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Also see the New York Times review by Mark Bowden headlined “A Reporter’s Baffling Murder and a Crisis of Press Freedom.”

Those of us lucky enough to practice journalism in a country where, with rare exceptions, we do not risk death, torture or imprisonment for our work, may find it hard to imagine what it is like for those who do.

In her book “In the Mouth of the Wolf,” Katherine Corcoran investigates the murder of a fellow reporter in Mexico, offering a chilling and nuanced look at press freedom in a country persistently rated among the most dangerous in the world for journalists. At least 12 have been killed there so far this year.

Regina Martínez was beaten and strangled in her home in Xalapa in April 2012, one of six journalists murdered in Mexico that year. She was a fiercely independent woman, 48 years old, who had exposed human rights abuses and government corruption in her home state of Veracruz for decades. The official investigation concluded that she was the victim of a crime of passion by a jilted lover who had robbed her. A suspect confessed, but none of the evidence added up. Those who knew Martínez considered his story preposterous. He later retracted his confession and said he had been tortured into making it.

Corcoran, who was then the Mexico and Central America bureau chief for The Associated Press, had never met Martínez apart from one phone conversation, but she felt a deep connection. Both women had begun their careers in the 1980s, inspired by the role of journalists in exposing government betrayal and failure. For Corcoran, the work had led to ever more exciting and lucrative opportunities. She was managing a team investigating extrajudicial killings by the Mexican Army. Her work was important and exciting, and with her A.P. credentials and American citizenship, plus vacations home, she could pursue it in relative safety and comfort.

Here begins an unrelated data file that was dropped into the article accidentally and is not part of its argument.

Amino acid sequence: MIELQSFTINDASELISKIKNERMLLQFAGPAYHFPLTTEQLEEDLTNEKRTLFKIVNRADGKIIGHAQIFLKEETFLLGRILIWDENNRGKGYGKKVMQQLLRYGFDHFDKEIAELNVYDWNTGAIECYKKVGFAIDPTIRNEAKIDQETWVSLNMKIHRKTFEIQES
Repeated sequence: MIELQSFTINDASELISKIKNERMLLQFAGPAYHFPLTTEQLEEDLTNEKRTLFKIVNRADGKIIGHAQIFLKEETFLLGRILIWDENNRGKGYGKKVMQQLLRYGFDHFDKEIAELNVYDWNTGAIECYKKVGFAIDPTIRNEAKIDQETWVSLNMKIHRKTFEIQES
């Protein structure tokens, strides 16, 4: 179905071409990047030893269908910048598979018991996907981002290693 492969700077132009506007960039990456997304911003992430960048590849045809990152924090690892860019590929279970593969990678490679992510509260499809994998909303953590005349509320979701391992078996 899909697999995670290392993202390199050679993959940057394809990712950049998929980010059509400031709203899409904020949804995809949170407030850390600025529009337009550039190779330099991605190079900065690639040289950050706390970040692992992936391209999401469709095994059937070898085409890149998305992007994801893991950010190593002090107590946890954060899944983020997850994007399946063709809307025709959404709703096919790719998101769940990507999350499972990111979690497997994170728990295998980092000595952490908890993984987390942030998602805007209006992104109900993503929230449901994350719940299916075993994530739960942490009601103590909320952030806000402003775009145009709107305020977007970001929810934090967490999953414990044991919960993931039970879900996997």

Martínez, on the other hand, lived her work. Writing for Mexican newspapers and magazines that often challenged and criticized powerful interests, she had no protection from the cartel leaders and government officials stung by her reporting. She labored for small wages and accumulated powerful enemies. Corcoran, like other American journalists working overseas in dangerous places, could only admire at arm’s length the bravery and dedication of reporters like Martínez, for whom the job was, as Corcoran puts it, “an act of faith, a belief that what you did was essential to society and human freedom.” Now Martínez had been killed. Corcoran felt a tug of professional conscience. How could she let the state’s flimsy account of the murder stand? So she set out, at considerable risk, to find the truth herself.

What follows is a murder mystery but also, more important, a portrait of a nation where no one knows what to believe, or whom to trust.

“A society without truth is a scary place to live,” Corcoran writes.

With those in power free to manufacture false narratives to serve their ends — and fully backed by law enforcement — journalists who don’t wish to live as targets, as Martínez did, become complicit in ways small and large. They report what they are told to report and ignore what they are told to ignore. When Corcoran meets a Mexican newspaper editor, a woman educated abroad and a graduate of a prestigious American fellowship program, she is stunned to learn that the editor “had no problem following directions from drug gangs on what to report.”